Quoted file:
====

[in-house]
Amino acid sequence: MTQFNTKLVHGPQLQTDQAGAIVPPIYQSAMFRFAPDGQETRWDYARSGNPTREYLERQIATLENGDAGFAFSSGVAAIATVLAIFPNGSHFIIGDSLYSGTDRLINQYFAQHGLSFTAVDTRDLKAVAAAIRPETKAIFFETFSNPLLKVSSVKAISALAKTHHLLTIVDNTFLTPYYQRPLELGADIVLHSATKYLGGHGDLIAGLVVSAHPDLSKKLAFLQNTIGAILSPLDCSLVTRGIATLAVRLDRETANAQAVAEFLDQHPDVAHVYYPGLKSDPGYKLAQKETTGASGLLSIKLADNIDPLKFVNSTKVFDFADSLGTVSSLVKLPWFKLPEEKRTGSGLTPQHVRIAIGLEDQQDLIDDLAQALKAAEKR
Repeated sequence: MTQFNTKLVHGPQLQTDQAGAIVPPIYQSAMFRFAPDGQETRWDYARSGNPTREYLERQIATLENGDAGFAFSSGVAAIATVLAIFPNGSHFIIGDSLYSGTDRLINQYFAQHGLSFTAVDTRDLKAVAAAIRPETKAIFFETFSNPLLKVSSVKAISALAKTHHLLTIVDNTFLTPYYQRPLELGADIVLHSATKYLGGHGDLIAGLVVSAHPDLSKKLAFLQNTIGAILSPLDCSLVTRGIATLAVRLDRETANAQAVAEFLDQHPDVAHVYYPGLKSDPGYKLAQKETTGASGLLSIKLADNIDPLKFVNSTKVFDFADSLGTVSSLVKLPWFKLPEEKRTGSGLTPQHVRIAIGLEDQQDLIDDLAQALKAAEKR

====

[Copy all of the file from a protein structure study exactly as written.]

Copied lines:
[in-house]
Amino acid sequence: MTQFNTKLVHGPQLQTDQAGAIVPPIYQSAMFRFAPDGQETRWDYARSGNPTREYLERQIATLENGDAGFAFSSGVAAIATVLAIFPNGSHFIIGDSLYSGTDRLINQYFAQHGLSFTAVDTRDLKAVAAAIRPETKAIFFETFSNPLLKVSSVKAISALAKTHHLLTIVDNTFLTPYYQRPLELGADIVLHSATKYLGGHGDLIAGLVVSAHPDLSKKLAFLQNTIGAILSPLDCSLVTRGIATLAVRLDRETANAQAVAEFLDQHPDVAHVYYPGLKSDPGYKLAQKETTGASGLLSIKLADNIDPLKFVNSTKVFDFADSLGTVSSLVKLPWFKLPEEKRTGSGLTPQHVRIAIGLEDQQDLIDDLAQALKAAEKR
Repeated sequence: MTQFNTKLVHGPQLQTDQAGAIVPPIYQSAMFRFAPDGQETRWDYARSGNPTREYLERQIATLENGDAGFAFSSGVAAIATVLAIFPNGSHFIIGDSLYSGTDRLINQYFAQHGLSFTAVDTRDLKAVAAAIRPETKAIFFETFSNPLLKVSSVKAISALAKTHHLLTIVDNTFLTPYYQRPLELGADIVLHSATKYLGGHGDLIAGLVVSAHPDLSKKLAFLQNTIGAILSPLDCSLVTRGIATLAVRLDRETANAQAVAEFLDQHPDVAHVYYPGLKSDPGYKLAQKETTGASGLLSIKLADNIDPLKFVNSTKVFDFADSLGTVSSLVKLPWFKLPEEKRTGSGLTPQHVRIAIGLEDQQDLIDDLAQALKAAEKR